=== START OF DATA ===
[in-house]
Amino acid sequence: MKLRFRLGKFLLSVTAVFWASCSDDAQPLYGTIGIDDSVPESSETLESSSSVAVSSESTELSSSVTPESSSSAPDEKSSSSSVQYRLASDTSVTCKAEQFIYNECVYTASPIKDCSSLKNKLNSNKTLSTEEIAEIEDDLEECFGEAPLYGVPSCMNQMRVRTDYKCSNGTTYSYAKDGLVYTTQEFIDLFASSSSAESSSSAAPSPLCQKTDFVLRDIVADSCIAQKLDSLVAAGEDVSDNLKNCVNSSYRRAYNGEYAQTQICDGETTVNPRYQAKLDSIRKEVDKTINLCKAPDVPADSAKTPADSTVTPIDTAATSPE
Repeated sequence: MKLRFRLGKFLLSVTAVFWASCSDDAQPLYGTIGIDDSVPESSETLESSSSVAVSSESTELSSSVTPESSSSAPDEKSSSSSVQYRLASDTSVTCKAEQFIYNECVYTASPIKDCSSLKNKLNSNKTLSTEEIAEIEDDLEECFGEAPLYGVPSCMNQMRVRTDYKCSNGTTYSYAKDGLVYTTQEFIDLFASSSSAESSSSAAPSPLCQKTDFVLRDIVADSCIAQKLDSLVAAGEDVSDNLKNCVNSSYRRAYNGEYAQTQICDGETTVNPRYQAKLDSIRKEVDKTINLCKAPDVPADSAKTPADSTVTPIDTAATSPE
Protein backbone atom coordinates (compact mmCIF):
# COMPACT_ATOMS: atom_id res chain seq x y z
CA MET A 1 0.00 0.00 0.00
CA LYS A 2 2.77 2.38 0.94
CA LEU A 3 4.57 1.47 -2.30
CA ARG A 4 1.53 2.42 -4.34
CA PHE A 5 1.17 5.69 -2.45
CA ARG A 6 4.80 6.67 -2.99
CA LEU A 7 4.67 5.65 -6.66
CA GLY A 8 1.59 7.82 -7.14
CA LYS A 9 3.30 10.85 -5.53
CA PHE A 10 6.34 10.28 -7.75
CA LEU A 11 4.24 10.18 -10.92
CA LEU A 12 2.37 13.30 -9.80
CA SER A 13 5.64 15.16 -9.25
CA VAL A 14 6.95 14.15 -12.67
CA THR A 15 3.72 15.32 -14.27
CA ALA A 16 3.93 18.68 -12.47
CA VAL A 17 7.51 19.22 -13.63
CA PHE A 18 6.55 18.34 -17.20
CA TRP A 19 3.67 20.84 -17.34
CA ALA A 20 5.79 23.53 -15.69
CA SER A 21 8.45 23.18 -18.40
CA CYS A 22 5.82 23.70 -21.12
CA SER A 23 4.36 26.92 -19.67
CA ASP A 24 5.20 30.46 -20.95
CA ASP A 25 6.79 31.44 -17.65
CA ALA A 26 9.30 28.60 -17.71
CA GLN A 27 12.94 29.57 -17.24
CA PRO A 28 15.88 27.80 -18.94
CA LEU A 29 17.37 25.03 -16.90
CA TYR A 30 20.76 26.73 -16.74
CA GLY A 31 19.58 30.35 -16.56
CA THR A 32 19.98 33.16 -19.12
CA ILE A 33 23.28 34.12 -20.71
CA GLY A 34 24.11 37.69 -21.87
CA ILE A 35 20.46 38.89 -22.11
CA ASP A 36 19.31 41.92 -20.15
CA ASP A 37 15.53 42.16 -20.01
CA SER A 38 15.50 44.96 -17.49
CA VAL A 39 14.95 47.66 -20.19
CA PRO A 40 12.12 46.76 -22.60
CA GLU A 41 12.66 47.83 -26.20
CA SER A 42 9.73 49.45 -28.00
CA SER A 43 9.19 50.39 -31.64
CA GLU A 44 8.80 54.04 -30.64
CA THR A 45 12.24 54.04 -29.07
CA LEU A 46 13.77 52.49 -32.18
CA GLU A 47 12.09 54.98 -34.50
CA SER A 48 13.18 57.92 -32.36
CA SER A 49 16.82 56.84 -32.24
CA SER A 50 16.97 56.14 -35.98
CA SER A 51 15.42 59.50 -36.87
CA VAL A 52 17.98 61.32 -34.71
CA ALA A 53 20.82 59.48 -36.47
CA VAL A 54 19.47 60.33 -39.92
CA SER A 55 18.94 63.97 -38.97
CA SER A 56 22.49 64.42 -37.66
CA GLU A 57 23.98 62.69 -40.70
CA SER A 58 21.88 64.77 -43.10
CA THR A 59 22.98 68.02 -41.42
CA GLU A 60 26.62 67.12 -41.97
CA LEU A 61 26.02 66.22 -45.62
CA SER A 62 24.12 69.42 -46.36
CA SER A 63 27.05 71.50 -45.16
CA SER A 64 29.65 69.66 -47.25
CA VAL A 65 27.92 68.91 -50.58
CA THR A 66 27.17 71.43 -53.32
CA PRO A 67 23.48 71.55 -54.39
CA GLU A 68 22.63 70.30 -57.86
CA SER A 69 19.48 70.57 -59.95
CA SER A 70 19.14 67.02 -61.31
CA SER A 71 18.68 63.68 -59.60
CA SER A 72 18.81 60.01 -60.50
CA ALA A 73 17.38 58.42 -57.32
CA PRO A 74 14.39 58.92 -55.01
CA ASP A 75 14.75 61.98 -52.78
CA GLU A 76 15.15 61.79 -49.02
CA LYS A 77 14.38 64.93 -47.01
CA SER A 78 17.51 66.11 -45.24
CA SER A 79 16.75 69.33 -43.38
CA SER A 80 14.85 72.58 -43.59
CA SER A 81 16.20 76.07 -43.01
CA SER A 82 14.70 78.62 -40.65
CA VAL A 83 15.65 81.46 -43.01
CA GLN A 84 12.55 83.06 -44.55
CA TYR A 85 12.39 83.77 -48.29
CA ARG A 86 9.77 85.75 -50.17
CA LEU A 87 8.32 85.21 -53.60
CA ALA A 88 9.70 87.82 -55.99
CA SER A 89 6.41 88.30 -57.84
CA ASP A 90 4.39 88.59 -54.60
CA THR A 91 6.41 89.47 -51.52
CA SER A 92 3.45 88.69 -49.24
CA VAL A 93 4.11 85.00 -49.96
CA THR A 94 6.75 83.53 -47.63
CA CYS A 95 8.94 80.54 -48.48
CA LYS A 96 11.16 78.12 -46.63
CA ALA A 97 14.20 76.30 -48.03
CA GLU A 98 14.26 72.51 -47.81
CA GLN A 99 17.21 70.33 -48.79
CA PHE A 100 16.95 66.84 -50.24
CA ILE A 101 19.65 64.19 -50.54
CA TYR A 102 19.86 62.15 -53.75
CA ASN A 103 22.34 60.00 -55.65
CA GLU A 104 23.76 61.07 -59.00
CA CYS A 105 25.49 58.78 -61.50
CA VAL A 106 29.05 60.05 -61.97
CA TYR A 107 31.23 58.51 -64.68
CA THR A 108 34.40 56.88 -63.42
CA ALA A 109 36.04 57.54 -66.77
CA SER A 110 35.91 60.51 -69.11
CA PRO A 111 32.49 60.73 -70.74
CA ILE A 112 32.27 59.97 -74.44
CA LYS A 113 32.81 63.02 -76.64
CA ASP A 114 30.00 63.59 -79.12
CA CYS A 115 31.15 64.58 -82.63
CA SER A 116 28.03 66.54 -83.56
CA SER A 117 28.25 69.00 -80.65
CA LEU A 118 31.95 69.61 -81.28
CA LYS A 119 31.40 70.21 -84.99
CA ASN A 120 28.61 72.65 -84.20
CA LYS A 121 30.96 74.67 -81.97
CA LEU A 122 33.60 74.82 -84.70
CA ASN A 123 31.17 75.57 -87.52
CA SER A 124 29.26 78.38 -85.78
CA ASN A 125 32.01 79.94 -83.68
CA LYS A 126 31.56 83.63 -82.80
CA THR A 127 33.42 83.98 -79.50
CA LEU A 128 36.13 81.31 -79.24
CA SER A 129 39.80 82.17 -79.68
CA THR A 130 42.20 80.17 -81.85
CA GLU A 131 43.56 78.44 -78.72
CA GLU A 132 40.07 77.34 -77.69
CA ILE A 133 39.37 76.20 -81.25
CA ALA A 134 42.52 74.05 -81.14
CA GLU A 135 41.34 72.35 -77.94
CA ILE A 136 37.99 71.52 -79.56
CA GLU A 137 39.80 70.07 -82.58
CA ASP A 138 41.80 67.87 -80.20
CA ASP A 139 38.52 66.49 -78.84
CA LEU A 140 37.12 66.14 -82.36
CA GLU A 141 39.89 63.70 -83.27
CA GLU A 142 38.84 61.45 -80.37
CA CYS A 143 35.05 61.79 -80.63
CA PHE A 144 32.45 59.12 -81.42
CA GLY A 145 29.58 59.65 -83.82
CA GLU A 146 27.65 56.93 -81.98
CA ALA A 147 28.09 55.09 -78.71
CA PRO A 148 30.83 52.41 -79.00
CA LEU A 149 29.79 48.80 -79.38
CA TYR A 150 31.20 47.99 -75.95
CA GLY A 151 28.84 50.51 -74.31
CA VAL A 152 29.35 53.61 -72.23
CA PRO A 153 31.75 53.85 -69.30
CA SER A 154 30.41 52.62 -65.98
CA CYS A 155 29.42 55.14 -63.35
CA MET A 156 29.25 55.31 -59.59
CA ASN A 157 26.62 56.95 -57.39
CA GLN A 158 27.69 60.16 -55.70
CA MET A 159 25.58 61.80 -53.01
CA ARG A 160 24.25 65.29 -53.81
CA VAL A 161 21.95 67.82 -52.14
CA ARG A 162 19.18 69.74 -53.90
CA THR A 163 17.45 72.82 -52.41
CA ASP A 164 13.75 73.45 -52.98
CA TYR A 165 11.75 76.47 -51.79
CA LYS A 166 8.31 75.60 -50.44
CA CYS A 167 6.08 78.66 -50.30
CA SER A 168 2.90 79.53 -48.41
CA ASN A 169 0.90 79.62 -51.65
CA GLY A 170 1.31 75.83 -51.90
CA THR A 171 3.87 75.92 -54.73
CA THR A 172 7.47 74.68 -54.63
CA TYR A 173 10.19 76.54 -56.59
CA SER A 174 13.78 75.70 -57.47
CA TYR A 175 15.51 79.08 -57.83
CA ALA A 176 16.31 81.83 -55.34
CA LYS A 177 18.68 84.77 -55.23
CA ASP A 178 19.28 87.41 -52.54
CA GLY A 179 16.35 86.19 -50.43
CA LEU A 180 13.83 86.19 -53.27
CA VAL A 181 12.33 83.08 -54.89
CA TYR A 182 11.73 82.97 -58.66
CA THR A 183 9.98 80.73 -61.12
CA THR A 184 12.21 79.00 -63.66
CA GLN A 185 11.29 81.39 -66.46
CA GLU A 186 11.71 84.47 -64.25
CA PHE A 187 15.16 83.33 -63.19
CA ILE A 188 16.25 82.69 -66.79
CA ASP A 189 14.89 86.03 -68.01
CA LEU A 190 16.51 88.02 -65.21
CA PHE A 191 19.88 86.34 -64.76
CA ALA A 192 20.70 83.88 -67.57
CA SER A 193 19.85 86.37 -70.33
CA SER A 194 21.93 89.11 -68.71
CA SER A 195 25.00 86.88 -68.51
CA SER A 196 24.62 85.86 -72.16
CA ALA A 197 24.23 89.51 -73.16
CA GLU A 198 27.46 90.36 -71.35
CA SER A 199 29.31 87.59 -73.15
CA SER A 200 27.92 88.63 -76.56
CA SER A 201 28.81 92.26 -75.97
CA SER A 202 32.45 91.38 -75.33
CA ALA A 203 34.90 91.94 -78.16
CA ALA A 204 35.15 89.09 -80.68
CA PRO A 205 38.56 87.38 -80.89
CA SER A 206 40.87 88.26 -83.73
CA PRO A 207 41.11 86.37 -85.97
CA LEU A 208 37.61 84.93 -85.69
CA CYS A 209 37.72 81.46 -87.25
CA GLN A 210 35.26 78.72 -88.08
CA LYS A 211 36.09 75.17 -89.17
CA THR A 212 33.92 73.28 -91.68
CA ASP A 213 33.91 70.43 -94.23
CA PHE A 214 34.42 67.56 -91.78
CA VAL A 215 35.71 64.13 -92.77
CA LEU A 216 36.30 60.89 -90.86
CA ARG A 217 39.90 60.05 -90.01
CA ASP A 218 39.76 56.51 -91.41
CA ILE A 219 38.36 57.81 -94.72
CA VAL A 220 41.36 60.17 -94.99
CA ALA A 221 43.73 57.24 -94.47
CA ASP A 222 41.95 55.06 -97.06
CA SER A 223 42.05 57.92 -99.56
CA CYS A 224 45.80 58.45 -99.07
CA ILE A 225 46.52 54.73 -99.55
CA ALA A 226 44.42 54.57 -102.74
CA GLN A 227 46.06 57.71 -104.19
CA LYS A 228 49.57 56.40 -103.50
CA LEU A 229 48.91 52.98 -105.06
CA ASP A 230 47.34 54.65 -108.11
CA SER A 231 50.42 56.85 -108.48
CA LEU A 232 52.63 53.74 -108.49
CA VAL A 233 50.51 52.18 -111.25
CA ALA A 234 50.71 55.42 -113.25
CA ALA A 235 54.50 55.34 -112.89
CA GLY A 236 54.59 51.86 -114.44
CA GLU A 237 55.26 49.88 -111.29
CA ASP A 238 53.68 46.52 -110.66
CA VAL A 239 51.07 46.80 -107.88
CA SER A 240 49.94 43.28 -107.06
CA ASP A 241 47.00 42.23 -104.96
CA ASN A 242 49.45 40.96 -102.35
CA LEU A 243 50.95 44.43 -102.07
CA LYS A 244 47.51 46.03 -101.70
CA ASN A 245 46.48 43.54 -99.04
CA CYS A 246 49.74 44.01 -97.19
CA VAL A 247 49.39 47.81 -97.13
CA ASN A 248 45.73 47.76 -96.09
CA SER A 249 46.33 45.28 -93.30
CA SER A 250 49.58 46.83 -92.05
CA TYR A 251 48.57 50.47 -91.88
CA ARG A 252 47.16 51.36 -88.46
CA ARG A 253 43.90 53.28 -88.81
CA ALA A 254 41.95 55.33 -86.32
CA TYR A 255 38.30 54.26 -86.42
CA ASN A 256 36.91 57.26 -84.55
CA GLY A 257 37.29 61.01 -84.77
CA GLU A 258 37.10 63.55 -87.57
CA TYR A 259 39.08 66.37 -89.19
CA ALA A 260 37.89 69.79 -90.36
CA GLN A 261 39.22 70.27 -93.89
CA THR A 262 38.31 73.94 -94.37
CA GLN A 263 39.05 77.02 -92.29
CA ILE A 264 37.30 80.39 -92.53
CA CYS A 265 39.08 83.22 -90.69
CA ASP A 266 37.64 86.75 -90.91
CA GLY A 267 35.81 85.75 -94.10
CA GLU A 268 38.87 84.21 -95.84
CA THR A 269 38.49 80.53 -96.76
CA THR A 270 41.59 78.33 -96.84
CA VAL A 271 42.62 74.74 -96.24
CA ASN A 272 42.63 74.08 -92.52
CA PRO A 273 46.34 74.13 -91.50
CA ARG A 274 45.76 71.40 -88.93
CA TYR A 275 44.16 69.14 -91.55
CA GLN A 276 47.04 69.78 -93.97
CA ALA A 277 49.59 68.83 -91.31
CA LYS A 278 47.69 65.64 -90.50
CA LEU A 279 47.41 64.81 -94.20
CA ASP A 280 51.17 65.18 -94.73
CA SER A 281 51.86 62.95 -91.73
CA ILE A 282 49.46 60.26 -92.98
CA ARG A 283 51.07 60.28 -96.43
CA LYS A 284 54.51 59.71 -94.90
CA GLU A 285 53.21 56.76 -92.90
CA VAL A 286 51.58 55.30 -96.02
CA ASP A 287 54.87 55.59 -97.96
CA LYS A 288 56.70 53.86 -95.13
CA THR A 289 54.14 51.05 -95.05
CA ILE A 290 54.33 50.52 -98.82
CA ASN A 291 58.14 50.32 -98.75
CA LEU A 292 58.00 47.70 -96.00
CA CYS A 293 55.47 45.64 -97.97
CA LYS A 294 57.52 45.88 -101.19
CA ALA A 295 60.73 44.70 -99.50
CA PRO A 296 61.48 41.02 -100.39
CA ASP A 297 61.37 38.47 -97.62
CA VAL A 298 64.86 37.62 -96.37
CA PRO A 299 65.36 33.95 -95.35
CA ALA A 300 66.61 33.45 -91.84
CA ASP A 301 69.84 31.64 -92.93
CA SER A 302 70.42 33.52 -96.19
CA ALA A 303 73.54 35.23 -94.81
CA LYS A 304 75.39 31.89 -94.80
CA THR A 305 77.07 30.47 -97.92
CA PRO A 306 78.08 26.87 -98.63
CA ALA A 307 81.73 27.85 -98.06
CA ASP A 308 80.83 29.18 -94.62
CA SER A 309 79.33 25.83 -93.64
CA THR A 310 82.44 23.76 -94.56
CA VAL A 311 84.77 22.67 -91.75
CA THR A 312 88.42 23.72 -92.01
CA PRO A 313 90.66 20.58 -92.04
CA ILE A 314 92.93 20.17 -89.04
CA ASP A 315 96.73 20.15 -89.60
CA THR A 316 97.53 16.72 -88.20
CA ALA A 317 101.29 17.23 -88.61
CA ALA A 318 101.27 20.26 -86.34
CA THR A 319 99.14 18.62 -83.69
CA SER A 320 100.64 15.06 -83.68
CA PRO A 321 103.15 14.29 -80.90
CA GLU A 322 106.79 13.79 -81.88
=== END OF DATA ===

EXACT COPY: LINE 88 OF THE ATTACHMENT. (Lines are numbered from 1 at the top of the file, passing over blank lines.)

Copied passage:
CA VAL A 83 15.65 81.46 -43.01